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Summaries of Peer-Reviewed Literature

control, but there was no significant difference in yield between the three treatments. The authors assessed the cost effectiveness of each treatment and found that the IPM strategy had the highest probability of being cost effective. Neonicotinoid efficacy is typically diminished by the time aphid densities increase (they lose effectiveness 35-42 days after planting). Given that the occurrence of soybean aphid outbreaks is highly variable, IPM strategies are the best choice because they avoid treating fields that are not susceptible to economic damages from pest pressure. “Although there was little difference in yield among the three insecticide treatments, there was a large difference among the probability of recouping treatment costs,” and neonicotinoid treatment had the lowest probability of recouping its cost. “The IPM approach was clearly the most profitable in our break-even analysis, which fits with findings across [a] broad range of US crops where IPM practices have been adopted.” McCornack and Ragsdale (2006) trialed thiamethoxam seed treatment to manage soybean aphid populations in Minnesota. Their results showed that thiamethoxam significantly reduced aphid pressure and reproduction but was only effective at causing aphid mortality and reducing reproduction during early vegetative growth stages. Late season aphid infestations cannot be controlled with seed treatment, and cannot be predicted at planting, so could require additional foliar applications, negating any advantage from using treated seed. Thiamethoxam did not significantly increase yield in years with low aphid density, but did increase yield in one year with high aphid pressure as compared to the untreated control (but was not significantly different from foliar spray plots). “In terms of yield, there was no advantage using a seed treatment over a foliar applied insecticide in any location-year.” The authors concluded “atplanting application of thiamethoxam for soybean aphid control provides little consistent benefit to the grower.” Magalhaes et al. (2009) investigated the efficacy of imidacloprid and thiamethoxam seed treatments to control soybean aphids in Nebraska. The first year of the study had low aphid pressure (all below the economic threshold), and there were no differences in yield amongst the treatments. Aphid pressure was greater in the second year, and yield was higher in the treated plots than the untreated controls. Thiamethoxam kept aphid densities below the economic threshold, and imidacloprid reduced aphid densities, but not below the economic threshold. In fields managed based on threshold spraying, this would have resulted in a foliar spray still being applied to the imidacloprid treatment, negating the use of the neonicotinoid. While there was some yield benefit seen in this study, the planting dates were later, so systemic neonicotinoids were still active in the plants when aphid populations increased—this is not typically the case with soybean planting dates. Higher aphid pressures may overwhelm seed treatments and require secondary management strategies. Despite the moderate yield increases associated with neonicotinoid use in some portions of this study, the authors do not recommend their use, instead noting that “Nebraska soybean farmers would likely receive more consistent economic return by scouting fields and applying foliar insecticides only when necessary as indicated by economic thresholds.” Ohnesorg et al. (2009) utilized imidacloprid and thiamethoxam seed treatments to control soybean aphids in fields in Iowa. They compared seed treatments to foliar insecticides and an untreated control. The plots with foliar insecticides had lower soybean aphid populations and higher yields than those with seed-applied insecticides. During the first year of the experiment, some of the seed treatments provided significant yield benefits compared to the untreated control. In both years, the untreated control and seed treatment plots had the greatest exposure to aphid pressure, and in the second year, with moderate aphid pressure, there was no yield advantage from treating fields for aphids. The neonicotinoid seed treatments “provided limited, inconsistent yield protection to soybean that was occasionally not significantly different from the untreated control.” 7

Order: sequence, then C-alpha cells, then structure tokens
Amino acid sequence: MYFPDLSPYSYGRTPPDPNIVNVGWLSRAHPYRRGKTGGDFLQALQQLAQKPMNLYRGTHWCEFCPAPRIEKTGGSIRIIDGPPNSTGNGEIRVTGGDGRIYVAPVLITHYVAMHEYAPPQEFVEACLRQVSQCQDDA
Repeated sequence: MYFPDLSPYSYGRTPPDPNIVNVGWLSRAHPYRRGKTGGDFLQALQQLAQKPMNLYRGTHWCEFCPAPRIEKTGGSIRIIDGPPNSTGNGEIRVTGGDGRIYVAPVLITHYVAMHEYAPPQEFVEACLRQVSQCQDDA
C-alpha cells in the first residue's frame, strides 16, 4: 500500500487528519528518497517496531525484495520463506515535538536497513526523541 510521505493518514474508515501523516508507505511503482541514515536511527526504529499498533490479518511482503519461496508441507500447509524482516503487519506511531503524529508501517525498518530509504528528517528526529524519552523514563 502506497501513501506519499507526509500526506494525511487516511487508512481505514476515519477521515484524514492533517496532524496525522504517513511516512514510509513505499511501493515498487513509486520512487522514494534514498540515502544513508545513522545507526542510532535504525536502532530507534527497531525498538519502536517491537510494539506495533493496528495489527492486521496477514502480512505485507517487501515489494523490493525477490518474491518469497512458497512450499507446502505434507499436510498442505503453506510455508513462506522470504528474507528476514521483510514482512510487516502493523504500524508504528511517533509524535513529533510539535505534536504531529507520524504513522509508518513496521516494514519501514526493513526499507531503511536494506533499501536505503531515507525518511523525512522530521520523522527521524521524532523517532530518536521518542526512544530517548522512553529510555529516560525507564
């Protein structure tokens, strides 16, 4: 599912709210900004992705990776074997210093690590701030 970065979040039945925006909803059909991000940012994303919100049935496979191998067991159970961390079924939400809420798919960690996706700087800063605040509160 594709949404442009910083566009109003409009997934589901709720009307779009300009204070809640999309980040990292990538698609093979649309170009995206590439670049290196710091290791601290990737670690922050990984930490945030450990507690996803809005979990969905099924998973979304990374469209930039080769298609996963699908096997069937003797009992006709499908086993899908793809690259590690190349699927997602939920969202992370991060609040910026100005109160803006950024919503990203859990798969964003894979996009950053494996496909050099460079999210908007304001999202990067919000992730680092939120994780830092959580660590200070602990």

Profile for Center for Food Safety

Heavy Costs: Weighing the Value of Neonicotinoid Insecticides in Agriculture  

Heavy Costs is a scientific literature review which reveals that neonicotinoid insecticide seed treatments offer little benefit, do not incr...

Heavy Costs: Weighing the Value of Neonicotinoid Insecticides in Agriculture  

Heavy Costs is a scientific literature review which reveals that neonicotinoid insecticide seed treatments offer little benefit, do not incr...